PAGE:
Monday, February 13, 2012

Marinus Willett, Forgotten Savior of Peekskill


No Peekskill street bears his name.
No statue of him graces any Peekskill park.
No memorial plaque commemorating his stunning exploits during the Revolution can be found anywhere in Peekskill.
He was Lt. Col. Marinus Willett, an outstanding soldier whose determined action saved Peekskill from destruction at the hands of the British. Yet he is hardly remembered by the community he delivered from the enemy.

Meet Marinus Willett
Marinus Willett was born on July 31, 1740, in Jamaica, Long Island. Originally called Rustdorp by the Dutch, when the Brutish took over in 1664 they named it Jameco, after the Lenape word for beaver. The tenth of thirteen children and one of the six sons of Aletta Clowes and Edward Willett, Marinus was named for a great uncle, Marinus Van Varick.
Later genealogical research casts doubt on the claim made in the 19th century that he was the great-grandson of Thomas Willett, first mayor of New York in 1665. This lineage was never claimed by Marinus Willett.
Little is known about his childhood, except that he worked as a cabinet maker. At the age of 18, he gained military experience as a lieutenant in the French and Indian War by taking part in attacks on French-held Forts Ticonderoga and Frontenac.
In the years before the Revolution, Willett was a fervent and effective member of the Sons of Liberty. Like other secret societies, it was formed to protest the series of onerous acts passed by the British to extract more taxes from the colonies.
After the news of the armed rebellion at Lexington and Concord in April of 1775 reached New York, the British decided to evacuate the city. On June 6th, seeing a British detachment taking five wagonloads of muskets to the docks, Willett dashed into the street, grabbed the bridle of the lead horse and stopped the column.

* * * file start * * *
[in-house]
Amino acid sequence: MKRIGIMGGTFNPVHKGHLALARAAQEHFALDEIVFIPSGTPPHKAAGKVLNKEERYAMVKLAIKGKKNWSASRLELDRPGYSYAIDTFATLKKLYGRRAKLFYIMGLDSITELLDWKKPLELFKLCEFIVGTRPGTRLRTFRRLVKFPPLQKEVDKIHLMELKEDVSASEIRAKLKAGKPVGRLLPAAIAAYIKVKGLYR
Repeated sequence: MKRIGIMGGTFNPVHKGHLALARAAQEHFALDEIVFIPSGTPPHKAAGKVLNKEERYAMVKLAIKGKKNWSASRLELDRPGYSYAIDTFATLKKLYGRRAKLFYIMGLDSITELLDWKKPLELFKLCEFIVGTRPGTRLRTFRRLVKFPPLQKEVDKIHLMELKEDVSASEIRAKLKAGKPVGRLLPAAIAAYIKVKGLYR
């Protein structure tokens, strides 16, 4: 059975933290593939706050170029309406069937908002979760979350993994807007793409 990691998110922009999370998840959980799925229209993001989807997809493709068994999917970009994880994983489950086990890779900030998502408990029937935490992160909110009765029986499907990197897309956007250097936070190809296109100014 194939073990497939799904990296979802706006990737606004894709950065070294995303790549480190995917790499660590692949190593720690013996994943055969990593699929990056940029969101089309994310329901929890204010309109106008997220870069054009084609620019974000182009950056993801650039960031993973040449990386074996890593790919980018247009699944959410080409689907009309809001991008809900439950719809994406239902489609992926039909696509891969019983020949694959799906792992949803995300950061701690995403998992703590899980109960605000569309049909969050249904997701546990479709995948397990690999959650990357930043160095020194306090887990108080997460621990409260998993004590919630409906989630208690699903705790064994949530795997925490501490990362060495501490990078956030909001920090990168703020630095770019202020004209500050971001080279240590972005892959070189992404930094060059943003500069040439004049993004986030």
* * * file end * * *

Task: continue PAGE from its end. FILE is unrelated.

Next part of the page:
An unruly crowd gathered, and Willett--by now an accomplished rabble-rouser--stirred them up. He announced to the astonished British that they could only leave the city with the personal weapons they carried. The spare guns would have to remain, and remain they did. Willett even persuaded one of the British soldiers to join the American cause.
In 1892, a plaque commemorating this event was placed by the Sons of the Revolution at the northwest corner of Broad and Beaver streets. It contains a representation of old Broad Streetand Federal Hall and a medallion head of Marinus Willett.
Two months after the seizure of the British weapons, Willett became a captain in Col. Alexander McDougall's First New York militia regiment and took part in the misguided and abortive invasion of Canada.
An obvious key objective of British forces during the war, Peekskill guarded the southern gate to the Hudson Highlands, a natural mountainous barrier. Part of the Appalachian mountain chain, the Highlands commanded a vital avenue of communication--the crucial waterway known as the North River, today called the Hudson to honor its discoverer.
Travel back in time with me to the spring of 1777. British forces had wintered comfortably in New York City and now occupy Westchester as far north as Dobbs Ferry.